Dear Nora releases “Simulation Feels,” new album ‘Skulls Example’ out 5/25

by the partae


Dear Nora, the long time project of Katy Davidson (pronouns they/them), has shared “Simulation Feels,” the third and final single from their new album, Skulls Example. She Shreds Magazine premiered the track today and interviewed Davidson, who says the song is about “how quickly we shift gears throughout the day between what we’re seeing, what we’re doing, what’s in front of us and then what’s happening inside our phones or on our laptops. It really gives a warped sense of time and space.”
Skulls Example, Dear Nora’s first new album in 12 years, continues to explore Katy Davidson’s fascination with the vast realms and intersections of wilderness, humanity, morality, technology, late capitalism, human connections and love during turbulent political times. Skulls Example is available for pre-order now and due out on May 25th via Orindal Records.
Additionally, Dear Nora hitting the road on a late spring tour to include some east coast shows. The tour includes dates with Nicholas Krgovich, Stephen Steinbrink, Hand Habits and Harmony Tividad. All dates below.
5/25 – Portland, OR @ Turn Turn Turn, Early Show (All Ages) * / Late Show (21+) >
5/26 – Seattle, WA @ Timbre Room * <
5/27 – Olympia, WA @ Le Voyeur *
5/29 – Oakland, CA @ Starline Social Club * ^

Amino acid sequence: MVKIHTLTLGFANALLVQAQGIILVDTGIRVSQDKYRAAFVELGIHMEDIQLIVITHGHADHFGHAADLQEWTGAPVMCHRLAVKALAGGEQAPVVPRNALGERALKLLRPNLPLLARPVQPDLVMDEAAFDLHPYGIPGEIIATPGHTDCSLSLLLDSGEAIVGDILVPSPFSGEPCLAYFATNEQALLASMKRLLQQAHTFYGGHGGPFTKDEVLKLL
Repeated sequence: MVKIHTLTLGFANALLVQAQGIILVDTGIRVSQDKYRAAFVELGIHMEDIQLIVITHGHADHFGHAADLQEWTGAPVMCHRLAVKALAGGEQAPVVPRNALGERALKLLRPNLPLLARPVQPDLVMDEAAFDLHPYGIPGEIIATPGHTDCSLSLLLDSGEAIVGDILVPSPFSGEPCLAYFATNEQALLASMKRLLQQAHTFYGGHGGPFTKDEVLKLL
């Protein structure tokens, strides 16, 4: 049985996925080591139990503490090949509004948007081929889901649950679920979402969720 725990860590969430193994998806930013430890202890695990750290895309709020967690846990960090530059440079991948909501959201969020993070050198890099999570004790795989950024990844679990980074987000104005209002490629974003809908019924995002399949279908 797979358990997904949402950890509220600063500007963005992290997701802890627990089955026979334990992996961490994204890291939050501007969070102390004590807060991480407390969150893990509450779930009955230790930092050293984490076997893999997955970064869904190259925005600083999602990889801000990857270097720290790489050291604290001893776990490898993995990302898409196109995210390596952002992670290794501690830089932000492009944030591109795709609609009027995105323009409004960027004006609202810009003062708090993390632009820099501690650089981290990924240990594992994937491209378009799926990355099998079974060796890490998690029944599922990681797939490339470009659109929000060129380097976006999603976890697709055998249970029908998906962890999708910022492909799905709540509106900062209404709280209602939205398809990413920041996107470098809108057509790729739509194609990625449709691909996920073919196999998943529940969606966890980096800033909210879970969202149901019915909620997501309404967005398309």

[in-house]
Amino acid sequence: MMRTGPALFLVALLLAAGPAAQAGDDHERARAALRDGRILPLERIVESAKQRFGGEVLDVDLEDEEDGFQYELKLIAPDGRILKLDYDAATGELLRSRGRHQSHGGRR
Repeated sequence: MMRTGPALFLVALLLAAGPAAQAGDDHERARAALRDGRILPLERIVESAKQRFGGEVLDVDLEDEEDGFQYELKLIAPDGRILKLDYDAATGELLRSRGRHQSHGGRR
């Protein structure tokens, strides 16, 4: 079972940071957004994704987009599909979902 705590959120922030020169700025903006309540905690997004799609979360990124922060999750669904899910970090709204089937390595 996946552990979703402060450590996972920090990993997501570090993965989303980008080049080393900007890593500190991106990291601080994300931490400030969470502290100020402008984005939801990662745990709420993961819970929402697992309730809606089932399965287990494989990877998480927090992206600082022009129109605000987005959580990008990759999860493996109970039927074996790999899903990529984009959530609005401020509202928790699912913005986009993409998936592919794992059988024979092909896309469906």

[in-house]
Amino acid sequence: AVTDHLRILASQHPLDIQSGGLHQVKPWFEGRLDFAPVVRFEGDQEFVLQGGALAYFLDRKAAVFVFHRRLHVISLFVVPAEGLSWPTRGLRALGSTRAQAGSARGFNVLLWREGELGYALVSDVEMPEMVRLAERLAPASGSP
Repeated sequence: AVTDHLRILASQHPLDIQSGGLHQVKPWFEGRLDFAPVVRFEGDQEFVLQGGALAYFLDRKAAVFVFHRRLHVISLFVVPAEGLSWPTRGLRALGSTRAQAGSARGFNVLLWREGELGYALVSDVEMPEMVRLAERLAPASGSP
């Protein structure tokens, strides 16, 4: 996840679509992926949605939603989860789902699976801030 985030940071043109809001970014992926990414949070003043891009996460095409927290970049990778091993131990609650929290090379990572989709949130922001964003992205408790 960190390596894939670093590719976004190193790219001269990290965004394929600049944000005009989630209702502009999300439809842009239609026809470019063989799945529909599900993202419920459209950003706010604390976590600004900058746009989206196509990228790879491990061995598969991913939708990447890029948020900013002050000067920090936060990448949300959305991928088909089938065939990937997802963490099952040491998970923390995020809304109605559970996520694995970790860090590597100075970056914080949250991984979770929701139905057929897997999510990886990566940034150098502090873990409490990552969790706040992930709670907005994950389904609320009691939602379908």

5/30 – Los Angeles, CA @ Bootleg Theater * ~
5/31 – Phoenix, AZ @ Trunk Space * #
6/1 – Palm Springs, CA @ Ace Hotel (Amigo Room) %
6/2 – San Francisco, CA @ Make Out Room (early show) *
6/8 – Boston, MA @ Lilypad = *
6/9 – Brooklyn, NY @ Knitting Factory / Northside Festival
6/10 – Philadelphia, PA @ Space 1026 + *
* w/ Nicholas Krgovich
> w/ Jessica Dennison & Jones
< w/ Your Heart Breaks
^ w/ Stephen Steinbrink
# w/ Sean Pierce
% w/ Jeffrey Brodsky
~ w/ Hand Habits
= w/ Lisa/Liza
+ w/ Harmony Tividad
Songwriter Katy Davidson (gender pronouns: they/them) revived the band Dear Nora in January 2017 when Orindal Records reissued the thirteen-year-old album Mountain Rock on vinyl. The reissue received great acclaim and the band toured the west and east coasts last year. Spurred by the momentum, Davidson decided to create the first album of new Dear Nora material in a decade, Skulls Example (release date: May 25, 2018).

Davidson has been composing, recording, and performing for nearly twenty years. Davidson is from rural Arizona, has lived in Portland, San Francisco, and Los Angeles, and currently resides in Twentynine Palms, California. Davidson has played under a handful of monikers, but Dear Nora is the one most widely recognized. Dear Nora originally started in 1999, released a handful of enigmatic, compelling albums throughout the early 2000s, and toured across the United States, Japan, Sweden and Australia. Throughout the years, the Dear Nora live band featured a rotating cast of band members, though oftentimes Davidson played solo. Davidson retired the band name Dear Nora in 2008 and began making music under the names Lloyd & Michael and Key Losers.

Davidson’s music represents a spectrum of styles encompassing classic rock, experimental music, ethereal pop, new age, punk, and R&B. Davidson writes lyrics with layered meanings that contemplate the vast realms and intersections of wilderness, humanity, morality, technology, late capitalism, and love.

I wrote the songs on Skulls Example between 2009 and 2017, and recorded most of them during the latter half of 2017. “Skulls Example” is a name I once chose for myself during a party by closing my eyes and picking two words at random from a book of magic.